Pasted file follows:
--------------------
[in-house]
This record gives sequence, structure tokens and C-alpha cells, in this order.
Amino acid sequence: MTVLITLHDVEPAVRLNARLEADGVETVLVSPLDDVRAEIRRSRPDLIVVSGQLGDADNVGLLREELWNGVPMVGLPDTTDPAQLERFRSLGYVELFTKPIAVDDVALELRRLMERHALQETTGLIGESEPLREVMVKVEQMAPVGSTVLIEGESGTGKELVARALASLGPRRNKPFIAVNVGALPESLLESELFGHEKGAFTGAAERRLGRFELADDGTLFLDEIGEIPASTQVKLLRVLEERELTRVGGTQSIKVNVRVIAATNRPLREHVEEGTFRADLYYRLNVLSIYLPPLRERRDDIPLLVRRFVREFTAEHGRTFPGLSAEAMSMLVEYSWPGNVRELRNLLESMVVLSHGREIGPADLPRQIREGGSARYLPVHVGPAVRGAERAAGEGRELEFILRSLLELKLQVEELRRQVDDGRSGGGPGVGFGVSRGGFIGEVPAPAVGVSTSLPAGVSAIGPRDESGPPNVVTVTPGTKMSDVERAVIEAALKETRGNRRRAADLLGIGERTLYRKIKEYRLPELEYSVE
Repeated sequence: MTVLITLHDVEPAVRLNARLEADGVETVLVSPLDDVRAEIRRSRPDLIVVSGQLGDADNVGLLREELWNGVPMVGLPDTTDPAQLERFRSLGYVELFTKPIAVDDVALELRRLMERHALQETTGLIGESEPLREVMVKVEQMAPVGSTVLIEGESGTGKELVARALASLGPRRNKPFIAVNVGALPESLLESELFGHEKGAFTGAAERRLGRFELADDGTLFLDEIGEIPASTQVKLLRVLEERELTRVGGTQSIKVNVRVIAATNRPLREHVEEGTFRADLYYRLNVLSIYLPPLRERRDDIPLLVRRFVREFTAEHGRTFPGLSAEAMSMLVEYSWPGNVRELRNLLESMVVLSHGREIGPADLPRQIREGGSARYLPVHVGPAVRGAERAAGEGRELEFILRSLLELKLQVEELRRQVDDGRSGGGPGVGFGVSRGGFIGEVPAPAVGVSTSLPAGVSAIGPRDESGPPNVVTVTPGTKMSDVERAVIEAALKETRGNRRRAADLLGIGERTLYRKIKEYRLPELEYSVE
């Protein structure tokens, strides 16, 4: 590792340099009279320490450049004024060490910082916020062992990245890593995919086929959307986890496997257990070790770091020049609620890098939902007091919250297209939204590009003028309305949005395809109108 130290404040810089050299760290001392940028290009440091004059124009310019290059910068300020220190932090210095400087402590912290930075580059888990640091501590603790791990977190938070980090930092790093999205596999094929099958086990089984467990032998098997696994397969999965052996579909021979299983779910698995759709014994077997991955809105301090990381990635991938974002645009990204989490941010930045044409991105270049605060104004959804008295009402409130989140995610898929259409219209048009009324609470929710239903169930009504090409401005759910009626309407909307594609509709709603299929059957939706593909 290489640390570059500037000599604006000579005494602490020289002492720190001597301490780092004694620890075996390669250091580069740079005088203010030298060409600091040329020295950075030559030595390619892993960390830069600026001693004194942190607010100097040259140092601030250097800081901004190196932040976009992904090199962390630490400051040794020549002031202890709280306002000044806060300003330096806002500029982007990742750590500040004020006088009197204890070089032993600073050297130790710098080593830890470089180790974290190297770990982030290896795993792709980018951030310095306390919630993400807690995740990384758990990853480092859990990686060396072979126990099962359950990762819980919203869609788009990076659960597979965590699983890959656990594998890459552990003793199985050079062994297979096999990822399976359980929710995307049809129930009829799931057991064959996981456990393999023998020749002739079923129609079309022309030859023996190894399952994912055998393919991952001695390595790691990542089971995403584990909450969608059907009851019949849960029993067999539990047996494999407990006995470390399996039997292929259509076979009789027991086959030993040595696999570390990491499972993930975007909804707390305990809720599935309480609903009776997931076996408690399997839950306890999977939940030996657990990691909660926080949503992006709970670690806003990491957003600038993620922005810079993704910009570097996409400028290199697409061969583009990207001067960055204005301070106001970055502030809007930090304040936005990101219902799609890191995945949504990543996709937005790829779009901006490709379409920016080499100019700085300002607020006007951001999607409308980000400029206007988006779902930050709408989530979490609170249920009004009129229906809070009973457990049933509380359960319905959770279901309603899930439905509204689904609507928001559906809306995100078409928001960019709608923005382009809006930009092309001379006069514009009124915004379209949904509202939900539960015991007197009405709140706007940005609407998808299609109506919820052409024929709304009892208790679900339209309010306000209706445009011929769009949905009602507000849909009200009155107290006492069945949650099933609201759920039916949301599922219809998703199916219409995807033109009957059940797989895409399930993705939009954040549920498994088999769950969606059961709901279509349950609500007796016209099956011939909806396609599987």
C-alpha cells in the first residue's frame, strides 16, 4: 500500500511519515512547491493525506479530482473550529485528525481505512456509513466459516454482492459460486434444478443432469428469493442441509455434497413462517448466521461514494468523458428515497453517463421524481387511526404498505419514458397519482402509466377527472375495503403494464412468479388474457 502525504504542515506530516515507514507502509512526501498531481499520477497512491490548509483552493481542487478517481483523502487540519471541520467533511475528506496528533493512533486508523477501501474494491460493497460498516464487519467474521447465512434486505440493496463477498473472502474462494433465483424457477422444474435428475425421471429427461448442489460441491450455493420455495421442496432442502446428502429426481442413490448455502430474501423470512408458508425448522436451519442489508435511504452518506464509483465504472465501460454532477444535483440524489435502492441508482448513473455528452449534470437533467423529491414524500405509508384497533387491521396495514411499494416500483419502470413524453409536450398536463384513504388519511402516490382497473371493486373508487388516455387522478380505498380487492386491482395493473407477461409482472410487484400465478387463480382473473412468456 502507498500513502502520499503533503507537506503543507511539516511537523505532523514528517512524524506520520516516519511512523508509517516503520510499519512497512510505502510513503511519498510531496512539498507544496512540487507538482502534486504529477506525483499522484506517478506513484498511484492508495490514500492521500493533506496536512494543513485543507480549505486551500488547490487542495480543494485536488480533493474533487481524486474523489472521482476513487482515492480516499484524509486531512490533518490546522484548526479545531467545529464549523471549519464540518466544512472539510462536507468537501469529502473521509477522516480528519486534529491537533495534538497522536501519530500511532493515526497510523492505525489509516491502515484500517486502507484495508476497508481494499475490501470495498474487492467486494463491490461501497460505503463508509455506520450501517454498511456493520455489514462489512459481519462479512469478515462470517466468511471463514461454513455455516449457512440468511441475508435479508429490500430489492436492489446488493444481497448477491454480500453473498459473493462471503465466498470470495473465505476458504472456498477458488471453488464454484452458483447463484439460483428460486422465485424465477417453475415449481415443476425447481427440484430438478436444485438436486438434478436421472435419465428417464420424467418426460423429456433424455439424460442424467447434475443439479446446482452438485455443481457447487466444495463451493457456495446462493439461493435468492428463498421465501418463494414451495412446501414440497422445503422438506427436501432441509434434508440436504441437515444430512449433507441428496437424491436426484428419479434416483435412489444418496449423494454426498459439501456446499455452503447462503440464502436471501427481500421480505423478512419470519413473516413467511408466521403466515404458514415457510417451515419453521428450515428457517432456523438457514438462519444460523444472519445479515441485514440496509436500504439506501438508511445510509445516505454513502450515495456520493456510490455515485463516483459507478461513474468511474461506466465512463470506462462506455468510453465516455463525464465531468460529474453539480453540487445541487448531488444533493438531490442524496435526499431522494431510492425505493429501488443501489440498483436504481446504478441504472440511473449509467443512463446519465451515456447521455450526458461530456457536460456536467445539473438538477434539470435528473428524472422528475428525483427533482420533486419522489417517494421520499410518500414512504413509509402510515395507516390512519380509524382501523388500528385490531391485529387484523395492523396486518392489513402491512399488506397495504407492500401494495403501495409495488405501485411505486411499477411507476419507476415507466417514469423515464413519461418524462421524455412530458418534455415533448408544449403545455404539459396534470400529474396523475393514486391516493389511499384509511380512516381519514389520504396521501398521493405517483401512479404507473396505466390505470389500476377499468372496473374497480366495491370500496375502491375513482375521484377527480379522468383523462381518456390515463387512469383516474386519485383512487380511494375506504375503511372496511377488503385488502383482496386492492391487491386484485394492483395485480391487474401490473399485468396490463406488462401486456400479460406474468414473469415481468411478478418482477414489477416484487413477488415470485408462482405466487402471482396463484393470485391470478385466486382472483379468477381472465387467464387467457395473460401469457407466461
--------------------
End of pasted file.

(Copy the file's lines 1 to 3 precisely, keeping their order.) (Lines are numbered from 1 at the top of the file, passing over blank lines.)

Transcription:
[in-house]
This record gives sequence, structure tokens and C-alpha cells, in this order.
Amino acid sequence: MTVLITLHDVEPAVRLNARLEADGVETVLVSPLDDVRAEIRRSRPDLIVVSGQLGDADNVGLLREELWNGVPMVGLPDTTDPAQLERFRSLGYVELFTKPIAVDDVALELRRLMERHALQETTGLIGESEPLREVMVKVEQMAPVGSTVLIEGESGTGKELVARALASLGPRRNKPFIAVNVGALPESLLESELFGHEKGAFTGAAERRLGRFELADDGTLFLDEIGEIPASTQVKLLRVLEERELTRVGGTQSIKVNVRVIAATNRPLREHVEEGTFRADLYYRLNVLSIYLPPLRERRDDIPLLVRRFVREFTAEHGRTFPGLSAEAMSMLVEYSWPGNVRELRNLLESMVVLSHGREIGPADLPRQIREGGSARYLPVHVGPAVRGAERAAGEGRELEFILRSLLELKLQVEELRRQVDDGRSGGGPGVGFGVSRGGFIGEVPAPAVGVSTSLPAGVSAIGPRDESGPPNVVTVTPGTKMSDVERAVIEAALKETRGNRRRAADLLGIGERTLYRKIKEYRLPELEYSVE